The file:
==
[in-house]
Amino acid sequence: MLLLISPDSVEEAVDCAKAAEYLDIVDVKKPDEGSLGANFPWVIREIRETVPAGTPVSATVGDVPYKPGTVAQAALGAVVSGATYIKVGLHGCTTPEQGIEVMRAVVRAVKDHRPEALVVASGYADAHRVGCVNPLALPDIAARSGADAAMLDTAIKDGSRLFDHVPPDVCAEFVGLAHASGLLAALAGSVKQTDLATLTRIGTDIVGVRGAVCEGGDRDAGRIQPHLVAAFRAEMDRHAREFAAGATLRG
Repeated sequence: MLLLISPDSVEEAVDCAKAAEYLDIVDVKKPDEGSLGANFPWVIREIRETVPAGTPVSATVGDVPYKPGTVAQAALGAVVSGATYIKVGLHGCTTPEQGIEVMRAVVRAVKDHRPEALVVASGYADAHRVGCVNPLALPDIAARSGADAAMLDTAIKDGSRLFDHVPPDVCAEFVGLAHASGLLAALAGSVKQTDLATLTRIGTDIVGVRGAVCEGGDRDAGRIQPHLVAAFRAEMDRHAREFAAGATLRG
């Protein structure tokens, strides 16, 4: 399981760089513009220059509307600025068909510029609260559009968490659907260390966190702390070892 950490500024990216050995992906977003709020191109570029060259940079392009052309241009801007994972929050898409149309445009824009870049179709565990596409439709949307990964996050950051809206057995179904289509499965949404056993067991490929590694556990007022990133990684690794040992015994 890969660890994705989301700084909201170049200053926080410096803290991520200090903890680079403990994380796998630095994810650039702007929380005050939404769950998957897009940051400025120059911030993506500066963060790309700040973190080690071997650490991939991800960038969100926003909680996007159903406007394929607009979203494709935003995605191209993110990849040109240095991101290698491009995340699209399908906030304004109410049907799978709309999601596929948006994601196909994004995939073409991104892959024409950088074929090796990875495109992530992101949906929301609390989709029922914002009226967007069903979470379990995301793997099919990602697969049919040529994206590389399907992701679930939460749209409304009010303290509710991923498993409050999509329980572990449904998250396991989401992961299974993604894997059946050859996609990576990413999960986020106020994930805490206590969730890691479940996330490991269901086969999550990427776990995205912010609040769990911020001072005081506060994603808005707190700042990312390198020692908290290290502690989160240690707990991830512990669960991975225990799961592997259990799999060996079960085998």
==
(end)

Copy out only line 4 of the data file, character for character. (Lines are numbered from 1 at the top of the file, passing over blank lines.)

């Protein structure tokens, strides 16, 4: 399981760089513009220059509307600025068909510029609260559009968490659907260390966190702390070892 950490500024990216050995992906977003709020191109570029060259940079392009052309241009801007994972929050898409149309445009824009870049179709565990596409439709949307990964996050950051809206057995179904289509499965949404056993067991490929590694556990007022990133990684690794040992015994 890969660890994705989301700084909201170049200053926080410096803290991520200090903890680079403990994380796998630095994810650039702007929380005050939404769950998957897009940051400025120059911030993506500066963060790309700040973190080690071997650490991939991800960038969100926003909680996007159903406007394929607009979203494709935003995605191209993110990849040109240095991101290698491009995340699209399908906030304004109410049907799978709309999601596929948006994601196909994004995939073409991104892959024409950088074929090796990875495109992530992101949906929301609390989709029922914002009226967007069903979470379990995301793997099919990602697969049919040529994206590389399907992701679930939460749209409304009010303290509710991923498993409050999509329980572990449904998250396991989401992961299974993604894997059946050859996609990576990413999960986020106020994930805490206590969730890691479940996330490991269901086969999550990427776990995205912010609040769990911020001072005081506060994603808005707190700042990312390198020692908290290290502690989160240690707990991830512990669960991975225990799961592997259990799999060996079960085998």